Untitled, 36″ x 36″, oil on linen

So, here is day three of the painting.  After teaching classes on Thursday morning, I worked alongside a couple other artists, painting from the model.  Although the background is very simple, I spent just as much time on the background as on the figure.  I just had to figure out the correct value to place against the figure.  As the eye is drawn to contrast, it is important to carefully control the value of the background- if the contrast is unintentionally high, there will be an unintended focus.  If everything is in focus, then, ironically, there is no focus.  I wanted this painting to be about the calligraphy of line, and the calligraphy that runs from her forehead, down to her hand, and back up her right side.  To bring attention there, I allowed the highest contrast in this moment- the dark shadow is pitted against the light background. Had I placed a dark background against the light on left side of the figure, the eye would be drawn there- but I don’t want the eye to go there.  Is this confusing?  Simply put, painting is more about composing, than it is about observing.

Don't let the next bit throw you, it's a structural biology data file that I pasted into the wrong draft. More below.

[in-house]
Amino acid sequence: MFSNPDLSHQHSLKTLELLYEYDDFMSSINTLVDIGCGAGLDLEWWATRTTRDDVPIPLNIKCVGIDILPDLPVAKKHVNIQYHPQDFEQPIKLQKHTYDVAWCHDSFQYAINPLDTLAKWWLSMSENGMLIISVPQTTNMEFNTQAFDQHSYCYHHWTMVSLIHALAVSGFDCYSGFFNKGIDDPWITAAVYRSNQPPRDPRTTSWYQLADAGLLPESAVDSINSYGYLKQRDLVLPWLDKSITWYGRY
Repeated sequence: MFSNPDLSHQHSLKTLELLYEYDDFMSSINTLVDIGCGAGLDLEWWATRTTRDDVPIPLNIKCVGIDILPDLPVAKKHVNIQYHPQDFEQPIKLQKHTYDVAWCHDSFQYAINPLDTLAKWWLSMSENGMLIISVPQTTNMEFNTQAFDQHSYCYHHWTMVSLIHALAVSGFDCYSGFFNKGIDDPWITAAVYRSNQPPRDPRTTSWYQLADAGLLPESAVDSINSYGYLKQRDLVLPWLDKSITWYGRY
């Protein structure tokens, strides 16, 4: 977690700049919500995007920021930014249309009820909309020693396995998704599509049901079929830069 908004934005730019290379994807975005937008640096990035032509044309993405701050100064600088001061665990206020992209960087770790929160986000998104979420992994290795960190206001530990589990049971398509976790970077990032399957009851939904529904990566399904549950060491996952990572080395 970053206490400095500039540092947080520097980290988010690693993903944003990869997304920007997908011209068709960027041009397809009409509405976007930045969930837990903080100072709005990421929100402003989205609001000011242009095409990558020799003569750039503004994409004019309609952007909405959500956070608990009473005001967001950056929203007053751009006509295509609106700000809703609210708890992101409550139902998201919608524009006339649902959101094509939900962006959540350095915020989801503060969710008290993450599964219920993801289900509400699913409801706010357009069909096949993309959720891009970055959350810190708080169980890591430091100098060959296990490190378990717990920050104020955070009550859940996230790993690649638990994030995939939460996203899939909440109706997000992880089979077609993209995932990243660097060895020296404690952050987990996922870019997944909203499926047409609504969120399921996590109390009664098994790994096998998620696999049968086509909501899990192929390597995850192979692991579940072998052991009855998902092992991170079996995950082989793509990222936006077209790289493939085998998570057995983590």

You know, when I arrive home exhausted after a long day in the studio, my wife often ribs me and says “Oh, hard day of work?  Did you sprain your index finger, painting pretty colors?”  A friend shot this video of me in the Hampton Studio of Fine Art, hard at work.  I am posting it to clear my name, once and for all, and to show people what difficult work painting and teaching actually is.



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